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US Manufacturing Slumps (PMI) And Jumps (ISM) But Stagflation Scares Soar

Courtesy of ZeroHedge. View original post here.

Following disappointing prints in European PMIs and contraction in Brazil, US Manufacturing PMI also slipped to the lowest since February with optimism at the lowest since January; BUT ISM exploded to its highest since Feb.

  • Manufacturing PMI dropped from 56.4 to 55.4 (4-month lows) but better than 54.6 expectation.

  • ISM Manufacturing spiked from 58.7 to 60.2 (4-month highs) above all economists’ expectations.

Under the hood, it’s stagflation red flags as the PMI showed output growth slowing, new order growth at the weakest since Nov 17, but factory gate prices spiked at the second-fastest pace since June 2011.

For ISM, prices paid dropped very modestly from multi-decade highs and new orders slipped.

ISM’s Fiore notes that Factories “are overwhelmingly concerned” about Trump tariffs.

The Section 232 steel tariffs are now impacting domestic steel prices and capacity. Base steel prices have already increased 20 percent since March.” (Fabricated Metal Products)

U.S. tariff policy and lack of predictability, along with [the] threat of trade wars, [is a] causing general business instability and [is] drag on growth for investments.” (Electrical Equipment, Appliances & Components)

“The steel tariffs continue to drive uncertainty. Projects and services using steel have limited days that prices are good for. Trucking is tight, requiring advanced planning and increasing costs.” (Paper Products)

Commenting on the final PMI data, Chris Williamson, Chief Business Economist at IHS Markit said:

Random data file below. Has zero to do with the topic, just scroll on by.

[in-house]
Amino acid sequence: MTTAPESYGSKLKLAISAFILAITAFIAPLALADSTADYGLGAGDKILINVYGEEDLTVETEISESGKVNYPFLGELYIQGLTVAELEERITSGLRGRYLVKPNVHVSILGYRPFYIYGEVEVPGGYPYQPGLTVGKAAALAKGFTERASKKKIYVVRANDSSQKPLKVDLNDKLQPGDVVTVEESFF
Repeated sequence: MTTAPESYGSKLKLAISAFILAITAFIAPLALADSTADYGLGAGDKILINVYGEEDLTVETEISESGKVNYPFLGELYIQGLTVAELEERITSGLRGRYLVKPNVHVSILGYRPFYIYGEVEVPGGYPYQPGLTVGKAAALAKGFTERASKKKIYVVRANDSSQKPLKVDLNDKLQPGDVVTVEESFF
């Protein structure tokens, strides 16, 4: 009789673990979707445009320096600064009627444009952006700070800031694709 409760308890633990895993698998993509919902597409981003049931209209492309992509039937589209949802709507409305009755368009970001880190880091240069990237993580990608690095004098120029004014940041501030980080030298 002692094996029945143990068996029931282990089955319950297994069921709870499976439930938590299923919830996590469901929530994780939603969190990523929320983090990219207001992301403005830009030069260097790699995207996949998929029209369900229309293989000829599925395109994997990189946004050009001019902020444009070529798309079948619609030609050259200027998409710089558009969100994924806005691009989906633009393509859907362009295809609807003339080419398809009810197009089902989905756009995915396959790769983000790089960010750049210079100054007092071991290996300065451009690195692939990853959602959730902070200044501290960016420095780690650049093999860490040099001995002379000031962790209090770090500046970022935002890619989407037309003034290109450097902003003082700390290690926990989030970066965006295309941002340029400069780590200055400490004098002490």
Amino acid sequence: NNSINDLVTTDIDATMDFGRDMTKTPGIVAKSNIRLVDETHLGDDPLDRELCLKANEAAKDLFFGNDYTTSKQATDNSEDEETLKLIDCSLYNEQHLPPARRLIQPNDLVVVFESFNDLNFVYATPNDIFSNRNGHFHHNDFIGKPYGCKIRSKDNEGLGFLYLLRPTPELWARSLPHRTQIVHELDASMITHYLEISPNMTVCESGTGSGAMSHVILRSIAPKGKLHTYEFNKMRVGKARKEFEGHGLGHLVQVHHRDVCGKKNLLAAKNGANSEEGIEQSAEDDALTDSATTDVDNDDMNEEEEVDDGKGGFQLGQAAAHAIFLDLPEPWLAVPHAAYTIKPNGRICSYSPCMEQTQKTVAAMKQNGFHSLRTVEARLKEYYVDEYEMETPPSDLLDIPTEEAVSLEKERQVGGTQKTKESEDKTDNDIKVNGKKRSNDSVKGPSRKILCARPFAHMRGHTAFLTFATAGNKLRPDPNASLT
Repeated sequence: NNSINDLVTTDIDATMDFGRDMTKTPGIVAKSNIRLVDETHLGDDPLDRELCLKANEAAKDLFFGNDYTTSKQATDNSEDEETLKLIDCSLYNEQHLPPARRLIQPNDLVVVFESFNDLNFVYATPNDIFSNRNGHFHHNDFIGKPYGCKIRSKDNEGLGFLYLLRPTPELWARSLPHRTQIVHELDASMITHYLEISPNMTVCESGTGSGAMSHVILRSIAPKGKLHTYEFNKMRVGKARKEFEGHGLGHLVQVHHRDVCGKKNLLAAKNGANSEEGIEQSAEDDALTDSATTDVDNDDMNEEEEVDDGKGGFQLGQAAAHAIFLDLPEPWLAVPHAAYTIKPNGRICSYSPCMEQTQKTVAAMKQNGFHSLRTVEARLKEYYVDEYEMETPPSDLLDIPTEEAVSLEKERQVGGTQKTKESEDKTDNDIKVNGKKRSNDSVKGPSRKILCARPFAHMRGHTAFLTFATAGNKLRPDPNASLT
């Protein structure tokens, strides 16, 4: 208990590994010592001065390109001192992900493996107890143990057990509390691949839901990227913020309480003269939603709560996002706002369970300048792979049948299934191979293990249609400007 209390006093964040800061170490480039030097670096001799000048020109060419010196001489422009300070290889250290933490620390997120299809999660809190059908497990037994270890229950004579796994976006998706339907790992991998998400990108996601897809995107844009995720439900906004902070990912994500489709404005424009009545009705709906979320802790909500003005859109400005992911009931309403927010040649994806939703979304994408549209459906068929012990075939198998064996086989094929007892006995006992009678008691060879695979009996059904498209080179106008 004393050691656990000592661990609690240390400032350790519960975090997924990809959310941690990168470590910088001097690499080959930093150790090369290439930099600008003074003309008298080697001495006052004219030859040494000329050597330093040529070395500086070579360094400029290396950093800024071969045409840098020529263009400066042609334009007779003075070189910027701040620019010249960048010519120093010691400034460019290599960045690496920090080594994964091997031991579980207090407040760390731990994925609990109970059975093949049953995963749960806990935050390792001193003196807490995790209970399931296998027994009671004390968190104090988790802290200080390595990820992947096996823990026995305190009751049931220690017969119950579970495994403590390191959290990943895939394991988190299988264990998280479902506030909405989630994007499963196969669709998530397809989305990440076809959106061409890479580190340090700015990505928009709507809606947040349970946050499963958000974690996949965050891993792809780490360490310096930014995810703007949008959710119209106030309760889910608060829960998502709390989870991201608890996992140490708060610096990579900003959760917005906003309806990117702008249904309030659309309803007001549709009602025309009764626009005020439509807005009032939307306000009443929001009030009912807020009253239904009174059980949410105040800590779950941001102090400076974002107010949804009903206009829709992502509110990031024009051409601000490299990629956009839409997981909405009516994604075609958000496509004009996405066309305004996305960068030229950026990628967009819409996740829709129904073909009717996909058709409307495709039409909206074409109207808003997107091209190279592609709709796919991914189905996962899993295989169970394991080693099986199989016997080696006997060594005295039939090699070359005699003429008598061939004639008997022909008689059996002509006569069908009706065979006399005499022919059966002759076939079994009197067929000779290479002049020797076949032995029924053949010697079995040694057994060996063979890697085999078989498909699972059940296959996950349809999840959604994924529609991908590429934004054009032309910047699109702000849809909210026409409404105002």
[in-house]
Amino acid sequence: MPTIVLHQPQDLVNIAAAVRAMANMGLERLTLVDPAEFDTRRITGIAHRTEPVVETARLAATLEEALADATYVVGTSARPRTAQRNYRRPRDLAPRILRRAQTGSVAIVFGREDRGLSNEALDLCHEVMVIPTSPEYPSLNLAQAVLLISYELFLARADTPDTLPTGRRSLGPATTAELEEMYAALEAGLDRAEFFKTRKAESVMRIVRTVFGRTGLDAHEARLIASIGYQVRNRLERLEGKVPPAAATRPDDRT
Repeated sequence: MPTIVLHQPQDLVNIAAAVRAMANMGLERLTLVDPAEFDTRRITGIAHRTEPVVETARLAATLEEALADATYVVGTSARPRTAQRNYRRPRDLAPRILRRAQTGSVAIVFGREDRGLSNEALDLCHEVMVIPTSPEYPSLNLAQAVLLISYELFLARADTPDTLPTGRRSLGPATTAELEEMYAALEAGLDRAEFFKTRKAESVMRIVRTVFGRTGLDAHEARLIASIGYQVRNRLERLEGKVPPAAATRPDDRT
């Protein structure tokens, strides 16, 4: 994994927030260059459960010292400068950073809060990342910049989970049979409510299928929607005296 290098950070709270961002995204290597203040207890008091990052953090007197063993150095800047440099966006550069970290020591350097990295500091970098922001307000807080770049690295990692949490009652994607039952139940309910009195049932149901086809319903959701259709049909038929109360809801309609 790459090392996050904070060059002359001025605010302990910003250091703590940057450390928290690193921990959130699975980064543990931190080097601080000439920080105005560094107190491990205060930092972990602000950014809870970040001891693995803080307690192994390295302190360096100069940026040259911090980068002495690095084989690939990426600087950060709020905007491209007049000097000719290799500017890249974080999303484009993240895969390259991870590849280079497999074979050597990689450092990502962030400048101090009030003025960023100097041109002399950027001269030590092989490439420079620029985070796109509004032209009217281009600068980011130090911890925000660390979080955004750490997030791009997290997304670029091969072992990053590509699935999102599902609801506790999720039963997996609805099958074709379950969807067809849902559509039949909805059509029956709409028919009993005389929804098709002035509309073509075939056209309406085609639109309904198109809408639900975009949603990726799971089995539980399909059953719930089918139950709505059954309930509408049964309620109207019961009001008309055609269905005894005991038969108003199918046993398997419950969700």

The PMI for June rounds off the best quarter for manufacturing for almost four years, but also fires some warning shots about what lies ahead. As such, the second quarter could represent a peak in the production cycle.

“The survey has a good track record of accurately anticipating changes in the official manufacturing output data, and suggests the goods-producing sector is growing at an annualised rate of around 2.5%.

“On the downside, new orders inflows were the weakest for seven months, with rising domestic demand countered by a drop in export sales for the first time since July of last year.

“Business optimism about the year ahead also fell to the lowest since January, with survey respondents worried in particular about the potential impact of trade wars and tariffs.

Tariffs were widely blamed on a further marked rise in input costs, and also linked to worsening supply chain delays – which hit the highest on record, exacerbating existing tight supply conditions.”

And as far as the global synchronous recovery narrative, that’s over…

Just this morning, Brazil joined Russia, Turkey, Malaysia, and South Korea in ‘contractionary’ sub-50 territory according to Markit’s PMI, as we additionally point out that South Korean exports fell 0.1% YoY in June…

Historically a big red flashing warning sign for US recession.


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